Doug Fischer

Morel scores KO on Agbeko-Mares undercard

LAS VEGAS — If there was one fight that seemed all but guaranteed to go the distance on the Joseph Agbeko-Abner Mares undercard, it was the scheduled 10-round Eric Morel-Daniel Quevedo bout.

Morel, THE RING’s No. 6-rated bantamweight, is a former flyweight titleholder who is not known for his power. Quevedo, an L.A.-based journeyman, had never been knocked out.

Morel, a 1996 U.S. Olympian from Madison, Wisc., by way of Puerto Rico, dropped Quevedo in the first and second rounds before the rugged Mexican remained on his stool after the fourth.

Morel, who is reportedly in line for a shot at WBA bantamweight beltholder Anselmo Moreno later this year, was expected to win handily but nobody expected the pure boxer to overwhelm Quevedo.

Well, Morel (45-2, 23 knockouts) says he expected it.

“I was not at all surprised by the stoppage,” the 35-year-old veteran told “I was just taking my time and getting the right distance to land hard punches, but it wasn’t easy. People look at his record and think he’s somebody who a fighter of my experience should knockout right away, but the guy could fight.”

Quevedo (13-12-2, 8 KOs), the 27-year-old holder of Mexico’s national 122-pound title, is indeed capable. However, he could not handle Morel’s excellent footwork, hand speed and ability to deliver shots from angles whenever they were in close.

“I was trying to catch him blind (with punches off angles), but it was kind of difficult to do it with him, so I kept working at him. I thought I would eventually break him down and take him out late in the fight. I didn‘t expect him to stay on his stool after the fourth.”

Morel was asked if he wanted to face the winner of card’s main event between Agbeko and Mares.

“I want Moreno first, I want to beat him and then I want the winner of tonight’s fight to unify the belts. And the winner of that one should take on (Nonito) Donaire.

“But first things first. I gotta beat Moreno. From what I hear, I’m going to get him sometime in November.”

In the main supporting undercard bout, heavyweight hopeful Eric Molina dropped game journeyman Warren Browning three time en route to a sloppy but entertaining third-round stoppage.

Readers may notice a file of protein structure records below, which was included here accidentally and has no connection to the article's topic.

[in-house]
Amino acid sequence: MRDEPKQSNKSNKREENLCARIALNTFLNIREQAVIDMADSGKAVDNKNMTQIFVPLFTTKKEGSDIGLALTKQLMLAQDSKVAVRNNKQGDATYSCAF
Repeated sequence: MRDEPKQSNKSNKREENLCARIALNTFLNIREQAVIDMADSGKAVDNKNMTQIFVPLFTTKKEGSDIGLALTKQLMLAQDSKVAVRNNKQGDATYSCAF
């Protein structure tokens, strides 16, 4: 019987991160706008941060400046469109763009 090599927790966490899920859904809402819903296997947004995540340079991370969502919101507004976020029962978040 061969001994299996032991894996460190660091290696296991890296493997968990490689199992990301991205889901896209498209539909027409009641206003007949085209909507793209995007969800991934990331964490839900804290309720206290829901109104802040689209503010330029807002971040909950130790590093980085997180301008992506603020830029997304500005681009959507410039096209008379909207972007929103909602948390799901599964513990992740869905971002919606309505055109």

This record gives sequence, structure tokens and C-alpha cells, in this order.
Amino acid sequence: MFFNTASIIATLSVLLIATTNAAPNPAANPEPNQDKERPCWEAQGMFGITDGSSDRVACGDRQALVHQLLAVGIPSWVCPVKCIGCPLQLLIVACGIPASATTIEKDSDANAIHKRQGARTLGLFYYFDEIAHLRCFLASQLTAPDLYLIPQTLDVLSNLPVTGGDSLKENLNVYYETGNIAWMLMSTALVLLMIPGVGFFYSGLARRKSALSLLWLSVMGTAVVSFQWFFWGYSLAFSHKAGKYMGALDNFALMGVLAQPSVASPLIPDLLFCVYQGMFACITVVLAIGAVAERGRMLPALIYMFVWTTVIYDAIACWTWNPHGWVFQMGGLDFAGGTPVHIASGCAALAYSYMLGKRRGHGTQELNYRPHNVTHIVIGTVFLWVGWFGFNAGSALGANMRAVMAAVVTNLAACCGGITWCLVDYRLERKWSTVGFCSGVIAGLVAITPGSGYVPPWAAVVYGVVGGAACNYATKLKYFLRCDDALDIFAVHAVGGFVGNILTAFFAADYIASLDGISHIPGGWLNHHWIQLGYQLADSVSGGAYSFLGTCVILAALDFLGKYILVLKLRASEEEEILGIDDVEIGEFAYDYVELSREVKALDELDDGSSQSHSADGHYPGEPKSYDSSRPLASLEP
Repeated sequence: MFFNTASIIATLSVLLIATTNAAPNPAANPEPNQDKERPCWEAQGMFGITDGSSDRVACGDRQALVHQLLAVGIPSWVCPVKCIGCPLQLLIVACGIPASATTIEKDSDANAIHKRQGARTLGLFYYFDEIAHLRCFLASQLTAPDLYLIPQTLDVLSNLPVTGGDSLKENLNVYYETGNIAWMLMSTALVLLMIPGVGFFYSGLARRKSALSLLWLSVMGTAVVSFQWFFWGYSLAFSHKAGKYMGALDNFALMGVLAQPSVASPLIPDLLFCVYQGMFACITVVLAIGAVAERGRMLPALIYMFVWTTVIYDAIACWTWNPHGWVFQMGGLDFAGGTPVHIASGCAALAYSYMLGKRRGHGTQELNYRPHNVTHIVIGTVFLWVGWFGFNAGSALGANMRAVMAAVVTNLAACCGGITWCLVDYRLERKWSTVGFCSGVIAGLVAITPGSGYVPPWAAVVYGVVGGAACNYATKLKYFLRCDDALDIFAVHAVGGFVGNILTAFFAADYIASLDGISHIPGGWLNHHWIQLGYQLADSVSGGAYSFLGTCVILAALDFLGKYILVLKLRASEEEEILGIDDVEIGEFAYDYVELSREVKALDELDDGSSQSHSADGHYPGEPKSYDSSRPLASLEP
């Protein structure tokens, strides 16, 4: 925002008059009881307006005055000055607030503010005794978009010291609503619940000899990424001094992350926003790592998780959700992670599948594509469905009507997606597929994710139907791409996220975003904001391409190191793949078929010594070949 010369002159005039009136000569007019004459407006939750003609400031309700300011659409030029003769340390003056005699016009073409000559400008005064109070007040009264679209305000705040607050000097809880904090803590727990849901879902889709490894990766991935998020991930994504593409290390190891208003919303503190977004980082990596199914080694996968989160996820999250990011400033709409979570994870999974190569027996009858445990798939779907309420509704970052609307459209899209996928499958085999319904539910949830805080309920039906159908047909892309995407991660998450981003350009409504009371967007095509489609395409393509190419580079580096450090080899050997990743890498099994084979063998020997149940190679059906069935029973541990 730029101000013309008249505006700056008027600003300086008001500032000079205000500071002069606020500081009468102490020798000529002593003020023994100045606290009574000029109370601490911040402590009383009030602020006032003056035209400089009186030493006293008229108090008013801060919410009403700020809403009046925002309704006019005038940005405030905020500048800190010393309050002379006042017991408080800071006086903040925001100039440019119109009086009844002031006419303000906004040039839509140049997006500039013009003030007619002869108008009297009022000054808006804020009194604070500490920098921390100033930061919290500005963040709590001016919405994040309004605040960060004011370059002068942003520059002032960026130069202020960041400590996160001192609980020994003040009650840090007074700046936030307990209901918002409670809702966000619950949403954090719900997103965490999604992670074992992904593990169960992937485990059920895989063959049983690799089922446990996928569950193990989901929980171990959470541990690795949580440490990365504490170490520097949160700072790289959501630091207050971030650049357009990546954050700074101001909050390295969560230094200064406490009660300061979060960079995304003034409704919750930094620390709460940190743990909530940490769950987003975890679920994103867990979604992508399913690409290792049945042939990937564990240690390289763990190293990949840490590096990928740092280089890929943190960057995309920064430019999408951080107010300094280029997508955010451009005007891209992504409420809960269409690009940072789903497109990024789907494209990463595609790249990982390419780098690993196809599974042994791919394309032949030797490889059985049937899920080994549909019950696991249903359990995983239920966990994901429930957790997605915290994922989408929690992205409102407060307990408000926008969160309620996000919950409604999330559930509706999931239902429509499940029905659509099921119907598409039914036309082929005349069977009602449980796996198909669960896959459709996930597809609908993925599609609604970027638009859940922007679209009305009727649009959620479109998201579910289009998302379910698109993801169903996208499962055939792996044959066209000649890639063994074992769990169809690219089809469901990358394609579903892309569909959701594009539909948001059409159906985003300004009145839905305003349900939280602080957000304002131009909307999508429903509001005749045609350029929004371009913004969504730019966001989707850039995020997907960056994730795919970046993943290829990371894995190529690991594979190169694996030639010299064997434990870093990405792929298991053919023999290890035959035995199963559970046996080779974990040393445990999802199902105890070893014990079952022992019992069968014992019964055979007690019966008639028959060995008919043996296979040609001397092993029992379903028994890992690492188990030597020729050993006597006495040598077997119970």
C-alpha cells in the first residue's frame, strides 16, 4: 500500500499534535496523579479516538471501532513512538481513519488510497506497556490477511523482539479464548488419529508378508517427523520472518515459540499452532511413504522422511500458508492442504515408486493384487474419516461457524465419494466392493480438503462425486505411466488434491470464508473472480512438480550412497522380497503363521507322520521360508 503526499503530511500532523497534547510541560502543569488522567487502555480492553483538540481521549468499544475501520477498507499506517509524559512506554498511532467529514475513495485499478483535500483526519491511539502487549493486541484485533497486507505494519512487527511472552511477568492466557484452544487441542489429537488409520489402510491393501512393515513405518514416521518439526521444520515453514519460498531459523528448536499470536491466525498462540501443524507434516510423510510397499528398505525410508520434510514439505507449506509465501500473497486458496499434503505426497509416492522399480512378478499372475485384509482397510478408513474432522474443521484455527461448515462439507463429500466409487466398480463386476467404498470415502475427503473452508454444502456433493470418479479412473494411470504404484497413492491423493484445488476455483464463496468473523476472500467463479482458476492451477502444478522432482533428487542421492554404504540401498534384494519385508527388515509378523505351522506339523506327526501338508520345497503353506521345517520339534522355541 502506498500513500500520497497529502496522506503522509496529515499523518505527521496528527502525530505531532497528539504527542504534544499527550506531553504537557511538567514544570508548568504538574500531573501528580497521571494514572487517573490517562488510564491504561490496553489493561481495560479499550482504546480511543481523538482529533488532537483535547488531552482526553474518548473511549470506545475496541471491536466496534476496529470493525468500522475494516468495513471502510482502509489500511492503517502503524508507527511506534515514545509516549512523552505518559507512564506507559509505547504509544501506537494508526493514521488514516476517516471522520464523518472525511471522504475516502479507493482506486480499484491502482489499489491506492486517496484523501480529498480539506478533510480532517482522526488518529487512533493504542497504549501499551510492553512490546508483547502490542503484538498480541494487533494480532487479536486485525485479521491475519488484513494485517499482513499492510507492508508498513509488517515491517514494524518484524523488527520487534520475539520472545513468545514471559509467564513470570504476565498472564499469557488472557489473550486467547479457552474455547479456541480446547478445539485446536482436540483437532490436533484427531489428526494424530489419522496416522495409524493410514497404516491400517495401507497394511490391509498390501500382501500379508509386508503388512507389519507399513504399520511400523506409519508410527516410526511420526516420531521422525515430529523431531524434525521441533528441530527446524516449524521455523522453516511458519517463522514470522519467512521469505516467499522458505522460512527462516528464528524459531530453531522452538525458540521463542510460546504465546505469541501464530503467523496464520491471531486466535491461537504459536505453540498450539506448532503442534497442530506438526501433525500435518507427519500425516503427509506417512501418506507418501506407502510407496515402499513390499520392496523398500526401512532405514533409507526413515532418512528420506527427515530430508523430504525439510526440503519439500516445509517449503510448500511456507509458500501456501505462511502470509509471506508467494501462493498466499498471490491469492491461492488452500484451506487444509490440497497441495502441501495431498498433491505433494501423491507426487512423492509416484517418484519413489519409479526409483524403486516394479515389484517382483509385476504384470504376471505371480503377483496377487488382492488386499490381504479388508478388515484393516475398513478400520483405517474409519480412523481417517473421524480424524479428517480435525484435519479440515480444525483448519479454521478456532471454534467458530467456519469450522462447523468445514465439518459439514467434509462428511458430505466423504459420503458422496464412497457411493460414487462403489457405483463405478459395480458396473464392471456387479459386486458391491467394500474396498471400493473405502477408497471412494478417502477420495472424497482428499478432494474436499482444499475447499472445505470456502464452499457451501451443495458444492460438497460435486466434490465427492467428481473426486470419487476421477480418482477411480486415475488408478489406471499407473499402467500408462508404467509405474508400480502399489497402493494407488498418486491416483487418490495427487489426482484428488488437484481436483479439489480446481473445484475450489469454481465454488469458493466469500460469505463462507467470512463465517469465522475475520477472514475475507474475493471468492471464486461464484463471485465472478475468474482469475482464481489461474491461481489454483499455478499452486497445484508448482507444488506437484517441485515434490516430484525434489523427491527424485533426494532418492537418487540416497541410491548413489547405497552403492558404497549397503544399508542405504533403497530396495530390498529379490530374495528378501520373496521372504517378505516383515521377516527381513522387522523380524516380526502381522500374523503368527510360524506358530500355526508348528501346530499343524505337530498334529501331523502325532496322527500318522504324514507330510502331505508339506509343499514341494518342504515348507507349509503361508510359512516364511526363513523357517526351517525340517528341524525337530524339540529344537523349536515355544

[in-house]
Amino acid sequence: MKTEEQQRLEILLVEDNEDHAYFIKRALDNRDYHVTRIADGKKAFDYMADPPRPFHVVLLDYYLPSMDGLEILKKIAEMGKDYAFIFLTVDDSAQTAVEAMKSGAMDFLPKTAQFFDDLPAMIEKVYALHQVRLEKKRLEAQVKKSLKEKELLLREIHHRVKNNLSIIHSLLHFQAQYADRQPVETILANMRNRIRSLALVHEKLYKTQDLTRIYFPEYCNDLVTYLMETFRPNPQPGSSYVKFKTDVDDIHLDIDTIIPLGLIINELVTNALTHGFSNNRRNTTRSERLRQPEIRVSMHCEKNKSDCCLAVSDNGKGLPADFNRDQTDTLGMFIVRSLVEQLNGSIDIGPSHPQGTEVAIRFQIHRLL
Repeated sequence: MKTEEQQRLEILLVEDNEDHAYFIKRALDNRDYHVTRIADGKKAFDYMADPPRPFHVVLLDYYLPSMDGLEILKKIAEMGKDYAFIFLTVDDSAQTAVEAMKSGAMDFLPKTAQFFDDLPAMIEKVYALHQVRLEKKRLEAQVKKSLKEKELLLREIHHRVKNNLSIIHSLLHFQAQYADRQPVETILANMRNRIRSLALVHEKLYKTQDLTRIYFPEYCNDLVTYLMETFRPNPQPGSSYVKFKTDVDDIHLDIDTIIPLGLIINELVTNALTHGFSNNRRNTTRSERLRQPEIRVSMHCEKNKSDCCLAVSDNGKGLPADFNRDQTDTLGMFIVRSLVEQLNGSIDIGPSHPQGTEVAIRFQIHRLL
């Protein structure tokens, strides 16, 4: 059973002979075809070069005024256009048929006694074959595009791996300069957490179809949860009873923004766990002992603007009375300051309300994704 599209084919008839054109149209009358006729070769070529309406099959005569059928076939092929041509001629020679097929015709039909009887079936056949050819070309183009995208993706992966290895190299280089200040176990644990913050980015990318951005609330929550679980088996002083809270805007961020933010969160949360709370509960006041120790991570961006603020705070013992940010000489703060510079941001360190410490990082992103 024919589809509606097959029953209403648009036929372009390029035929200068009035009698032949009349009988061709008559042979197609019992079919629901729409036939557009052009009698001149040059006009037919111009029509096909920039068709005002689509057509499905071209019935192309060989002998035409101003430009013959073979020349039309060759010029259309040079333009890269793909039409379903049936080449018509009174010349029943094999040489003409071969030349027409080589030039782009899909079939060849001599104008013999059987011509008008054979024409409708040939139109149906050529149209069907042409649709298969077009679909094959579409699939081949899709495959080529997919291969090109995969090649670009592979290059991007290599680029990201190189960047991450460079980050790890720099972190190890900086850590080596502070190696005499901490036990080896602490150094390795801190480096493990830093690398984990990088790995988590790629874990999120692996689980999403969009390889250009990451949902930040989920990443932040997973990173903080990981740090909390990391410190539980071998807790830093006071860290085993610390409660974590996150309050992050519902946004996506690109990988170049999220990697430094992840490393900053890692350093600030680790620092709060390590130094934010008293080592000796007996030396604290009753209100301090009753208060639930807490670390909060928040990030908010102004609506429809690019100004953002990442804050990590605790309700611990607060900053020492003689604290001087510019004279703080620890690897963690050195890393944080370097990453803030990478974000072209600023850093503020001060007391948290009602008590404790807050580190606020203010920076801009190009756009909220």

Molina (18-1, 14 KOs), of Lyford, Texas, was outworked by the 36-year-old brawler from London, Ky., but once he zeroed in with his right hand in the second round the bout was all but over.

Browning (14-2-1, 9 KOs) was aggressive to a fault, often lunging with lead left hooks, which left him open for Molina’s big right cross. The first that landed clean dropped Browning flat on his face in front of his own corner. He somehow beat referee Robert Byrd’s 10-count but found himself on the canvas 15 seconds later. Browning once again beat the count and was saved by the bell.

The bouncer-looking journeyman nailed Molina with a lead hook at the start of the third round but was once again clocked with a right that put him face down on the canvas. Byrd waved the bout off without a count 25 seconds into the round.

“He came out wild and I stayed calm, got a feel and took him out,” Molina, a college graduate, said. “Now people know there’s a true Mexican-American heavyweight contender out there and his name is Eric Molina.”

Mexican descent? Yes. Heavyweight? Check. Molina is 6-foot-5 and fights at a solid 230 pounds. But contender? No. The 29-year-old fighter still needs a lot of work.

A young prospect who definitely has the look of a future contender is Angelo Santana, who stopped Ramzan Adaev in the second round of a one-sided meeting of hard-punching unbeaten prospects.

Santana (11-0, 8 KOs), a former two-time national amateur champ from Cuba, overwhelmed the naturally bigger L.A.-based Russian puncher with controlled offensive bursts. Whenever the Miami-based southpaw hurt Adaev (8-1-1, 7 KOs) he would drive his foe to the ropes and unload scary combinations.

Santana scored a technical knockdown midway through the second round and then drove Adaev into the canvas with his follow-up attack that was punctuated with a short left cross. Referee Kenny Bayless waved the fight off at 2:02 of the second round.

Santana, a 23-year-old junior welterweight, looked like the goods taking out the last-day substitute who outweighed him by nine rounds. He knows it.

“I was trying to make a statement to my promoter, Don King, to the sport and to boxing fans everywhere,” Santana said. “That statement is that I’m ready to fight the best of the junior welterweight division.”

Santana brought up undefeated fringe contender Vernon Paris and WBA lightweight titleholder Brandon Rios when asked to name fighters he’d like to face in the near future.

In the opening bout of the card, lightweight prospect Carlos Molina was held to an eight-round draw by Juan Manuel Montiel.

Molina, of Norwalk, Calif., won the bout by a 78-74 tally on one scorecard. Montiel, a journeyman from Mexico City, won by 77-75 on another. The third judge scored the bout even, 76-76.

Molina (14-0-1, 7 KOs), who had not fought since last November due to illness and a nagging hand injury, started slow but found his rhythm in the middle rounds. However,2Montiel fought back when pressed by the squat prospect (who looked a little paunchy at 143 pounds).

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